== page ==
Author: Jason Baldridge (email@example.com)
This is to be a package for helping teach Computational Linguistics using Scala. No aspirations in particular to be like NLTK, just something to provide some basic functionality and a build structure for students.
It's called Scalabha because "bha" is a Proto-Indo-European root that is connected with language and speech.
- Version 1.6 of the Java 2 SDK (http://java.sun.com)
Configuring your environment variables
The easiest thing to do is to set the environment variables
SCALABHA_DIR to the relevant locations on your system. Set
to match the top level directory containing the Java installation you
want to use.
For example, on Windows:
C:\> set JAVA_HOME=C:\Program Files\jdk1.5.0_04
or on Unix:
(csh) % setenv JAVA_HOME /usr/local/java (ksh, bash) > export JAVA_HOME=/usr/java
On Windows, to get these settings to persist, it's actually easiest to set your environment variables through the System Properties from the Control Panel. For example, under WinXP, go to Control Panel, click on System Properties, choose the Advanced tab, click on Environment Variables, and add your settings in the User variables area.
Next, likewise set
SCALABHA_DIR to be the top level directory where you
unzipped the Scalabha download. In Unix, type
pwd in the directory
where this file is and use the path given to you by the shell as
SCALABHA_DIR. You can set this in the same manner as for
Next, add the directory
SCALABHA_DIR/bin to your path. For example, you
can set the path in your
.bashrc file as follows:
Once you have taken care of these three things, you should be able to build and use the Scalabha Library.
Note: Spaces are allowed in
JAVA_HOME but not in
SCALABHA_DIR. To set
an environment variable with spaces in it, you need to put quotes around the value when on Unix, but you must NOT do this when under Windows.
Building the system from source
Scalabha uses SBT (Simple Build Tool) with a standard directory
structure. To build Scalabha, type (in the
$ scalabha build update compile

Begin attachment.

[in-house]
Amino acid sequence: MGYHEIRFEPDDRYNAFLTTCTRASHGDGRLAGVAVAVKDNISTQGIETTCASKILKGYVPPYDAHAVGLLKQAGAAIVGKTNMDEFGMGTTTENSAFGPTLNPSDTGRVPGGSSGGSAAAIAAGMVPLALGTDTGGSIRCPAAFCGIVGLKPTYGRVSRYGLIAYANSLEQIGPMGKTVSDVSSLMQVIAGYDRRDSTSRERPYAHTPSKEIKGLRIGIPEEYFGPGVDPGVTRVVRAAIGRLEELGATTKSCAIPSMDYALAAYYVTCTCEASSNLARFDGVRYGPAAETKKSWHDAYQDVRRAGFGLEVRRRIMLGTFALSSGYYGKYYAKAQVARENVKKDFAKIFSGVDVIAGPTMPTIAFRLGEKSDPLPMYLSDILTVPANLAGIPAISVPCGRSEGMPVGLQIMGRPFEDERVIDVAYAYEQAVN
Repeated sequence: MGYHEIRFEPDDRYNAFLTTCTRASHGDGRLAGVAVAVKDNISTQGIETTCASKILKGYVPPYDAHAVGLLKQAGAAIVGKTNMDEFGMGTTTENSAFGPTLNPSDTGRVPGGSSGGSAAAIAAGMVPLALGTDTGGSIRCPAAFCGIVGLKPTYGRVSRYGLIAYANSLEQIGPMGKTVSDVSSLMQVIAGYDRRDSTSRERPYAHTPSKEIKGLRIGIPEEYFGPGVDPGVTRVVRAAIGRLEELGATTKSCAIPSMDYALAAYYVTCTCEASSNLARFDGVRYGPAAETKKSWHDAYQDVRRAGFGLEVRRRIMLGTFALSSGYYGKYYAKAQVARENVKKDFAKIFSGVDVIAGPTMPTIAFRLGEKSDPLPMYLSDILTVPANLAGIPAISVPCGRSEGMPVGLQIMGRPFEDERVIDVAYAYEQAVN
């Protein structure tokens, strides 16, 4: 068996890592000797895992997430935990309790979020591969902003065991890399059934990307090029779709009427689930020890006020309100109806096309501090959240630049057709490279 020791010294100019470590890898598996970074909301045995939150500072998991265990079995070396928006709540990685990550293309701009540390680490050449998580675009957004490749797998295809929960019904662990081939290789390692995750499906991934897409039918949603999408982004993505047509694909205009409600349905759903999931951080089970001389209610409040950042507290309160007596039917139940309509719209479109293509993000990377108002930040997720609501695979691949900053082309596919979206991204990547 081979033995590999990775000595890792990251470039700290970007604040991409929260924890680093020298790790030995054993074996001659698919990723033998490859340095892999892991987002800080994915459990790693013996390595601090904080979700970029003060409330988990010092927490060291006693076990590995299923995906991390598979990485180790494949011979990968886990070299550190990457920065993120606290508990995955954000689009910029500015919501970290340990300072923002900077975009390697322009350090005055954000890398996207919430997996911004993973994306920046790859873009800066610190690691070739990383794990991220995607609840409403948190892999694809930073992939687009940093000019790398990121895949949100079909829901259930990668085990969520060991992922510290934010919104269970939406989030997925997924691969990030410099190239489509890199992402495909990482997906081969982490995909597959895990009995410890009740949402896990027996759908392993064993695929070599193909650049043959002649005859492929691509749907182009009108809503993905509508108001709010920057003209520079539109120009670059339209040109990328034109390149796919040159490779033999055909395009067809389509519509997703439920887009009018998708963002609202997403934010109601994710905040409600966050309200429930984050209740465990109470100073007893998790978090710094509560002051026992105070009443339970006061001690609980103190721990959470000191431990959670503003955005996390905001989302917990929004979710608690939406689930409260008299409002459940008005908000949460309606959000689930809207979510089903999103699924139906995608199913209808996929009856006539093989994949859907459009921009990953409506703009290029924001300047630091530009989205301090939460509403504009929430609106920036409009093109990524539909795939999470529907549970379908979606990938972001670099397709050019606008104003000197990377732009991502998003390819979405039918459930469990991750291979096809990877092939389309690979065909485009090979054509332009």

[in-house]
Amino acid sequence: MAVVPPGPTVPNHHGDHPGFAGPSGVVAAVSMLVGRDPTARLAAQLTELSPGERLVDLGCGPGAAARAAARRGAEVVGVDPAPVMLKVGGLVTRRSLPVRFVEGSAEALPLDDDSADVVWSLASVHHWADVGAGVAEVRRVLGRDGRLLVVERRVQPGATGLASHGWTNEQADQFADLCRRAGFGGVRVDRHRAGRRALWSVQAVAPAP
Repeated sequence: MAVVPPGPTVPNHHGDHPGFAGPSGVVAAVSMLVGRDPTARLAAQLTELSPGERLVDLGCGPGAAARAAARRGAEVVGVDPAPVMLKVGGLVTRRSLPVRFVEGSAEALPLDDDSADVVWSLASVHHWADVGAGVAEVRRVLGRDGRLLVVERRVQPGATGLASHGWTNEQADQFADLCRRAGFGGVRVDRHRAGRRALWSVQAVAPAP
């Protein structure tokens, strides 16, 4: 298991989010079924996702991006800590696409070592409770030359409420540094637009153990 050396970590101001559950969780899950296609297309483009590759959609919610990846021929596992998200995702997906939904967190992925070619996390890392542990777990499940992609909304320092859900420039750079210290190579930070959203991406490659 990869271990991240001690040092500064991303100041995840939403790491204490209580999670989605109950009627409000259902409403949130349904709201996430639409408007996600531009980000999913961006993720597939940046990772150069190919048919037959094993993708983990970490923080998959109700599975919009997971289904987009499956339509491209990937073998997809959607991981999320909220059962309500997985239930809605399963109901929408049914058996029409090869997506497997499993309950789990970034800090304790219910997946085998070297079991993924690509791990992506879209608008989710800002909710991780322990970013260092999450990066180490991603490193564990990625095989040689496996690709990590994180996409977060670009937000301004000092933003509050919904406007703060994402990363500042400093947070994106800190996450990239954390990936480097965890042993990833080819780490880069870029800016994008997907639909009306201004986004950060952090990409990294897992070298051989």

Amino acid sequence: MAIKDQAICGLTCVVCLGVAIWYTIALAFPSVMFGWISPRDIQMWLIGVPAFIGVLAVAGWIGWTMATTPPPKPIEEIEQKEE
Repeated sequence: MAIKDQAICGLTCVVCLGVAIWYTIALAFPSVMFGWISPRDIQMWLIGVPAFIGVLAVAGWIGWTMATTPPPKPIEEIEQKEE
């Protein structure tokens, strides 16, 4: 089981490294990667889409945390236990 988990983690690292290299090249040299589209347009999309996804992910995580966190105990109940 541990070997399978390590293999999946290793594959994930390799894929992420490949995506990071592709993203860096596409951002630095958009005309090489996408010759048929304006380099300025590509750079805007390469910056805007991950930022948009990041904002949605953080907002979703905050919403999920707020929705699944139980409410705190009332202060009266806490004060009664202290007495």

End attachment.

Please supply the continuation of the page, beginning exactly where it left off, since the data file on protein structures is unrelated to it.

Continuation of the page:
This will compile the source files and put them in
./target/classes. If this is your first time running it, you will see
messages about Scala being downloaded -- this is fine and
expected. Once that is over, the Scalabha code will be compiled.
To try out other build targets, do:
$ scalabha build
This will drop you into the SBT interface. To see the actions that are possible, hit the TAB key. (In general, you can do auto-completion on any command prefix in SBT, hurrah!)
Documentation for SBT is at https://github.com/harrah/xsbt/wiki
Note: if you have SBT 0.11.1 already installed on your system, you can
also just call it directly with "sbt" in
Trying it out
Assuming you have completed all of the above steps, including running the "compile" action in SBT, you should now be able to try out some examples, to be added.
One purpose of this package is to allow people to easily build a jar of their own without needing anything other than the command line and Java. You should be able to adapt the SBT build to your own project and start creating your own packages based on these fairly straightforwardly. You'll want to:
$SCALABHA_DIR/build.sbtproperties and configurations to be appropriate for your project. If you need to specify new managed dependencies, you can do so easily in that file (see SBT documentation for details). If you prefer to add dependencies manually, just add them to
$SCALABHA_DIR/liband they'll get picked up without any fuss.
$SCALABHA_DIR/binto be an executable of your choice, named for your project, and adapt as necessary (including changing
$SCALABHAto your project name, etc).
Questions or suggestions?
Email Jason Baldridge: firstname.lastname@example.org
Or, create an issue: https://github.com/utcompling/Scalabha/issues